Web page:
Visitors at the Door

Greeting Visitors Appropriately

Q: My dog gets really excited when someone comes to the door. How can I get her to greet the visitor appropriately without barking and jumping?

A: This question has two big things to address – the sound of the doorbell or knocking and the actual person coming through the door.

To get Fluffy used to the sound of the doorbell or knocking (whichever is more common for you), we need to desensitize her to the noise. Until now, every time she’s heard that magic sound, a visitor has shortly after come through the door, and Fluffy has responded with abounding excitement. To desensitize her to the sound, we’re going to help Fluffy associate it with her favorite reward and her assigned “spot” (bed, kennel, rug, etc.) to wait. This task will require two people: one person will go outside the door and be the “visitor” ringing the bell or knocking while the other person (the “handler”) will work with Fluffy inside.

  1. The handler should have in hand Fluffy’s most valuable reward – a delicious treat, her favorite toy, a Kong toy with peanut butter – whatever she loves the most.
  2. The visitor is responsible for providing the distraction – ringing the doorbell or knocking on the door.
  3. When the handler hears the distraction, she should get Fluffy’s attention with the reward, lure her to her spot, and give her the reward for ignoring the sound and focusing on the handler. Remember, she only gets the reward when she is quiet, ignoring the sound, and staying on her spot. At first, the visitor doesn’t need to enter the home; we’re just working on the sound.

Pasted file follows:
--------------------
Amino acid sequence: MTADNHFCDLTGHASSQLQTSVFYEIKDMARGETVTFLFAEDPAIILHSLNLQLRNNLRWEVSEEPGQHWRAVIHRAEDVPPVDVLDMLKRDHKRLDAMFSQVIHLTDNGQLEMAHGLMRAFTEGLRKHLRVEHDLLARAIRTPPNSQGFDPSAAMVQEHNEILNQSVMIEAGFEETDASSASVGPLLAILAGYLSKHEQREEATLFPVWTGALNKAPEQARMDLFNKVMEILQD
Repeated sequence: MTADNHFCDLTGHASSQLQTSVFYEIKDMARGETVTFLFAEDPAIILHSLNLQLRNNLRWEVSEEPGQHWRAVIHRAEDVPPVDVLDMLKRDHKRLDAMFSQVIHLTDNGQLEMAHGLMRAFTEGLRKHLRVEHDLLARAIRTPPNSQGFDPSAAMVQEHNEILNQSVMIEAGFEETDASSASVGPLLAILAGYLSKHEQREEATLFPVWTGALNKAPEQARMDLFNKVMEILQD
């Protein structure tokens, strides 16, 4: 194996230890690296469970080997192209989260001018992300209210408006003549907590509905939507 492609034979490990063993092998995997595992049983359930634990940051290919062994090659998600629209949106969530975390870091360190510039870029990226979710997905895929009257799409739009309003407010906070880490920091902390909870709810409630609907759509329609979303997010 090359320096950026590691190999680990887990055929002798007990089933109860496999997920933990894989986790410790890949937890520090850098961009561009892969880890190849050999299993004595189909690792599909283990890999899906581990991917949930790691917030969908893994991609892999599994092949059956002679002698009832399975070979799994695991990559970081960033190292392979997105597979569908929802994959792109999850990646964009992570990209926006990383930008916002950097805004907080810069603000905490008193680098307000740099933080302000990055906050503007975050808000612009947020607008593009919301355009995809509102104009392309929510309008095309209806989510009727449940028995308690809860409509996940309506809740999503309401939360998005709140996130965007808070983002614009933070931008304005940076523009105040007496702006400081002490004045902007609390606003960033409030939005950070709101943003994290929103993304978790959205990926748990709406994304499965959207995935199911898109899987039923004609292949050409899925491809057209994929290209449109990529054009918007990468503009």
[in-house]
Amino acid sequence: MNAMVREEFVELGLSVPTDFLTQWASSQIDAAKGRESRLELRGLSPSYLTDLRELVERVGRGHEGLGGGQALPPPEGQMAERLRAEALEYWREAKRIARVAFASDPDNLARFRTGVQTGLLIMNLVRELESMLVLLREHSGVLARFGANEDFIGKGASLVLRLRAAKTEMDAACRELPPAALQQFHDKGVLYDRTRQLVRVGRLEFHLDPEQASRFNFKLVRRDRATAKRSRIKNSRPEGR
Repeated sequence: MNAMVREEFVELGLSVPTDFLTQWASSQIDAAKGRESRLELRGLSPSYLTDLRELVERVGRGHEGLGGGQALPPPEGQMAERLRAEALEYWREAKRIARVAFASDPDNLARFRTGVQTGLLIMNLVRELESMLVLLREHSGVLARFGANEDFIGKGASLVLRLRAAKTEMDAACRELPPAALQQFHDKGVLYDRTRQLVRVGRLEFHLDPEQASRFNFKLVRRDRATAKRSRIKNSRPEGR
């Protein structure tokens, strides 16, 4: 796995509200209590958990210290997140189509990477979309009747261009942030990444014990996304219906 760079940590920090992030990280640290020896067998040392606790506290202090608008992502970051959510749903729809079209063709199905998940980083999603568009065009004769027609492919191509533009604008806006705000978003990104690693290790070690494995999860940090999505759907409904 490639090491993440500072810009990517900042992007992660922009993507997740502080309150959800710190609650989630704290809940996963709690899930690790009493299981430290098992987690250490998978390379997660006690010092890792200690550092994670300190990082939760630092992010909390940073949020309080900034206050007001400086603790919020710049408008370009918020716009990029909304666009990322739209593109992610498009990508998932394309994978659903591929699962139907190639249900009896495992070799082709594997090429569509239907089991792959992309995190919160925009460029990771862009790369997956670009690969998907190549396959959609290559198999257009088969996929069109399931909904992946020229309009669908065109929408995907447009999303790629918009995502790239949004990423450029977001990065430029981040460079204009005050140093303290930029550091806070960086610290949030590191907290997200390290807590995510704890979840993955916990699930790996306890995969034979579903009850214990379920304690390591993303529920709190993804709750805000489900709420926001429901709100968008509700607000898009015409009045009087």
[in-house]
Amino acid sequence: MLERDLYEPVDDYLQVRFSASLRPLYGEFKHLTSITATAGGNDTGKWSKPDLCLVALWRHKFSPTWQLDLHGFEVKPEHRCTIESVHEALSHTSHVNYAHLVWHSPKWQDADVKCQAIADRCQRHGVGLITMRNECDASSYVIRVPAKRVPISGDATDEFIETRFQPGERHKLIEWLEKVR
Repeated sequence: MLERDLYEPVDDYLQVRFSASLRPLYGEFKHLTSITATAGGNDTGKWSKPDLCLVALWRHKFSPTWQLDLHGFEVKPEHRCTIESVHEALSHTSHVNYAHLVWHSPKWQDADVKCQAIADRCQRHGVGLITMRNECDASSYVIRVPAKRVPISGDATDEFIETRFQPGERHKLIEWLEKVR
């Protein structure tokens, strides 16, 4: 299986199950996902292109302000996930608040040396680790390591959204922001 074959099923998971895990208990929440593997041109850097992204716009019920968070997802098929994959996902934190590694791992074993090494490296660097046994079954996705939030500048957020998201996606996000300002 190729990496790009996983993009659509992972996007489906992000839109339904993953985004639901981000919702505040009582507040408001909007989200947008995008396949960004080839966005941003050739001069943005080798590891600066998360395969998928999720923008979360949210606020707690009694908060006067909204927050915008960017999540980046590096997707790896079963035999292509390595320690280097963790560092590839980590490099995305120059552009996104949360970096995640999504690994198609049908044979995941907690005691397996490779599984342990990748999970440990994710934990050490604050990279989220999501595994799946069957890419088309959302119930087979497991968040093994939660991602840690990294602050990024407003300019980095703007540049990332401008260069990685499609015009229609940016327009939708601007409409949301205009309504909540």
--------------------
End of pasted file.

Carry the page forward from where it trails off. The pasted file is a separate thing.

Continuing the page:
As Fluffy becomes desensitized to the sound, she’ll start to go to her spot and wait for her reward simply at the sound of the bell or knock. At that point, we knows she’s associating the noise with something other than a visitor, and we can start inviting the visitor into the home.

  1. When the visitor is entering the home, continue to reinforce Fluffy’s staying on her spot with the reward.
  2. As long as she is calm, the handler can release her from her spot to greet the visitor.
  3. If she gets over-excited, the visitor should ignore Fluffy, and the handler should lure her back to her spot with the reward. She only gets to greet the visitor in a polite manner – quietly with her feet on the floor.

It’s important to remember that desensitizing a dog from anything takes times. Consistent and frequent practice is essential for success. I recommend practicing three to four times a day for about ten minutes each time. Longer sessions can frustrate both the dog and the handler, making training more difficult. In addition, remember Fluffy will respond to everyone coming through the door in the same manner. If she’s allowed to jump up on and bark at her human pack members, she’ll assume that’s ok for visitors too. Consistency and structure are key!

by Jodi Hoyt, Hoyt Consulting

jodi@hoytconsulting.net

Hoyt Consulting

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